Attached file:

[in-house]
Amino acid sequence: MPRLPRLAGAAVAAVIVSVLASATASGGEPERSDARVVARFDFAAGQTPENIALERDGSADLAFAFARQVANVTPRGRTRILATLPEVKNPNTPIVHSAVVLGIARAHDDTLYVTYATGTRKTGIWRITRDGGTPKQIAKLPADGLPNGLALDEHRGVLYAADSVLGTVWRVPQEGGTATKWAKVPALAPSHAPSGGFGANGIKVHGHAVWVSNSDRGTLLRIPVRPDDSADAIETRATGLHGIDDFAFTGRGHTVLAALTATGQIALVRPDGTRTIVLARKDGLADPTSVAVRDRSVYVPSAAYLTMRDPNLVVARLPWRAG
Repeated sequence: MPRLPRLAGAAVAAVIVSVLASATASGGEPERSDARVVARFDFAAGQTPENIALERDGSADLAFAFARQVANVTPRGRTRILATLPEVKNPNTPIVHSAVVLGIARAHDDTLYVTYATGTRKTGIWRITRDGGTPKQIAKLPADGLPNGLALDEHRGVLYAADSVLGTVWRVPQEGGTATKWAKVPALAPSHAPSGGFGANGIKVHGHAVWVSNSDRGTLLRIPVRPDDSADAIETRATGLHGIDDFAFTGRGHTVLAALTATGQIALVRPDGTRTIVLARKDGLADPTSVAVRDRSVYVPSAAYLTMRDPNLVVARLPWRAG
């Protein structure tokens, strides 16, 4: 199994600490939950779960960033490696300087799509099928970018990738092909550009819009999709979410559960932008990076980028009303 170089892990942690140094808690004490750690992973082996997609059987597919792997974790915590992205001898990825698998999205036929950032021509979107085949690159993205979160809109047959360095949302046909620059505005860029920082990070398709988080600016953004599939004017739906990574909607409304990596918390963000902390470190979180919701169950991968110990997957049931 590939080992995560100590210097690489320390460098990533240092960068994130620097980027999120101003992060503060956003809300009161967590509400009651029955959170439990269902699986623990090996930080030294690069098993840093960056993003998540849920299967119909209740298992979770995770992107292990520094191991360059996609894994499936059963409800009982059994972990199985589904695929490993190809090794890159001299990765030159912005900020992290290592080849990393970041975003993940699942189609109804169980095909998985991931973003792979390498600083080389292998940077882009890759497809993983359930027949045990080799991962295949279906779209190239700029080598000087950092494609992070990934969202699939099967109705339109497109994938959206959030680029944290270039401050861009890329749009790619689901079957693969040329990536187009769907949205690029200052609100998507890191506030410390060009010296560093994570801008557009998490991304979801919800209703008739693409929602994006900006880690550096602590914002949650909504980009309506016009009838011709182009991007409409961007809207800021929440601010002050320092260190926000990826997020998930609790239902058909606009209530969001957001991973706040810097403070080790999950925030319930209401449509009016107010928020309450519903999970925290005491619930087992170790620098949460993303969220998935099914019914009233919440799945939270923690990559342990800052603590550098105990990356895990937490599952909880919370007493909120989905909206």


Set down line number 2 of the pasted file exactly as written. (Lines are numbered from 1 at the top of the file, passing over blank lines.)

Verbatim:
Amino acid sequence: MPRLPRLAGAAVAAVIVSVLASATASGGEPERSDARVVARFDFAAGQTPENIALERDGSADLAFAFARQVANVTPRGRTRILATLPEVKNPNTPIVHSAVVLGIARAHDDTLYVTYATGTRKTGIWRITRDGGTPKQIAKLPADGLPNGLALDEHRGVLYAADSVLGTVWRVPQEGGTATKWAKVPALAPSHAPSGGFGANGIKVHGHAVWVSNSDRGTLLRIPVRPDDSADAIETRATGLHGIDDFAFTGRGHTVLAALTATGQIALVRPDGTRTIVLARKDGLADPTSVAVRDRSVYVPSAAYLTMRDPNLVVARLPWRAG